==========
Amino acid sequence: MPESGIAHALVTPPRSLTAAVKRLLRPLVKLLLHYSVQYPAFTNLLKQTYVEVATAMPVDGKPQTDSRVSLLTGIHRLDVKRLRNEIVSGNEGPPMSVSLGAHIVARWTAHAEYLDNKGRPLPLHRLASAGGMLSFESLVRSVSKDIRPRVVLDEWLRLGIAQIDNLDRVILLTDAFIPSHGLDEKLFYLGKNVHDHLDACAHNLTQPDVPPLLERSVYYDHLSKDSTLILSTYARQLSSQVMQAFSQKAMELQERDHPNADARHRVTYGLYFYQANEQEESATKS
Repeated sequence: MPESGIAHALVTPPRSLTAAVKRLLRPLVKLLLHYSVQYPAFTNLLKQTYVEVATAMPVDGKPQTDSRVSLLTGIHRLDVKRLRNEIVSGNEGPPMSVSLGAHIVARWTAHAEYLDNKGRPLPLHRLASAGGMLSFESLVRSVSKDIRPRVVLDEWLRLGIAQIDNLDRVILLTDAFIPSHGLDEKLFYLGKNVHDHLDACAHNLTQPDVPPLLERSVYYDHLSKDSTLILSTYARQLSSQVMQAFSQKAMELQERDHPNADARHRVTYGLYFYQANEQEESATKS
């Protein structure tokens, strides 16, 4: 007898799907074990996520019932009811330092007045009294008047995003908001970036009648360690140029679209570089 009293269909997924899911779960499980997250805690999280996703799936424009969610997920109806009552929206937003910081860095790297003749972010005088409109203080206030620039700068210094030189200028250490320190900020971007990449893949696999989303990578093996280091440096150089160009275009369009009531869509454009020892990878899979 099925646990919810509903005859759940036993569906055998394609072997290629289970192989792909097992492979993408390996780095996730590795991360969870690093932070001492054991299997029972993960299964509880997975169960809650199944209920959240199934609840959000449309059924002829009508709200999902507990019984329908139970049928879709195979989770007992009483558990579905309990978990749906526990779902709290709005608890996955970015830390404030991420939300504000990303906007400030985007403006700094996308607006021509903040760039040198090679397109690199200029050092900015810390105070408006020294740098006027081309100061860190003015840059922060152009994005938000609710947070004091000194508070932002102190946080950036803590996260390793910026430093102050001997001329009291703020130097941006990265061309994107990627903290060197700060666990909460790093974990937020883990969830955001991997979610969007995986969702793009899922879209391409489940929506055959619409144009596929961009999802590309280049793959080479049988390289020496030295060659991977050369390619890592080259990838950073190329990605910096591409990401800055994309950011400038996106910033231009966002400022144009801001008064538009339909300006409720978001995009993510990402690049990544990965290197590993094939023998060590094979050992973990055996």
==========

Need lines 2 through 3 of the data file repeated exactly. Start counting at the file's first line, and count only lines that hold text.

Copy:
Repeated sequence: MPESGIAHALVTPPRSLTAAVKRLLRPLVKLLLHYSVQYPAFTNLLKQTYVEVATAMPVDGKPQTDSRVSLLTGIHRLDVKRLRNEIVSGNEGPPMSVSLGAHIVARWTAHAEYLDNKGRPLPLHRLASAGGMLSFESLVRSVSKDIRPRVVLDEWLRLGIAQIDNLDRVILLTDAFIPSHGLDEKLFYLGKNVHDHLDACAHNLTQPDVPPLLERSVYYDHLSKDSTLILSTYARQLSSQVMQAFSQKAMELQERDHPNADARHRVTYGLYFYQANEQEESATKS
């Protein structure tokens, strides 16, 4: 007898799907074990996520019932009811330092007045009294008047995003908001970036009648360690140029679209570089 009293269909997924899911779960499980997250805690999280996703799936424009969610997920109806009552929206937003910081860095790297003749972010005088409109203080206030620039700068210094030189200028250490320190900020971007990449893949696999989303990578093996280091440096150089160009275009369009009531869509454009020892990878899979 099925646990919810509903005859759940036993569906055998394609072997290629289970192989792909097992492979993408390996780095996730590795991360969870690093932070001492054991299997029972993960299964509880997975169960809650199944209920959240199934609840959000449309059924002829009508709200999902507990019984329908139970049928879709195979989770007992009483558990579905309990978990749906526990779902709290709005608890996955970015830390404030991420939300504000990303906007400030985007403006700094996308607006021509903040760039040198090679397109690199200029050092900015810390105070408006020294740098006027081309100061860190003015840059922060152009994005938000609710947070004091000194508070932002102190946080950036803590996260390793910026430093102050001997001329009291703020130097941006990265061309994107990627903290060197700060666990909460790093974990937020883990969830955001991997979610969007995986969702793009899922879209391409489940929506055959619409144009596929961009999802590309280049793959080479049988390289020496030295060659991977050369390619890592080259990838950073190329990605910096591409990401800055994309950011400038996106910033231009966002400022144009801001008064538009339909300006409720978001995009993510990402690049990544990965290197590993094939023998060590094979050992973990055996």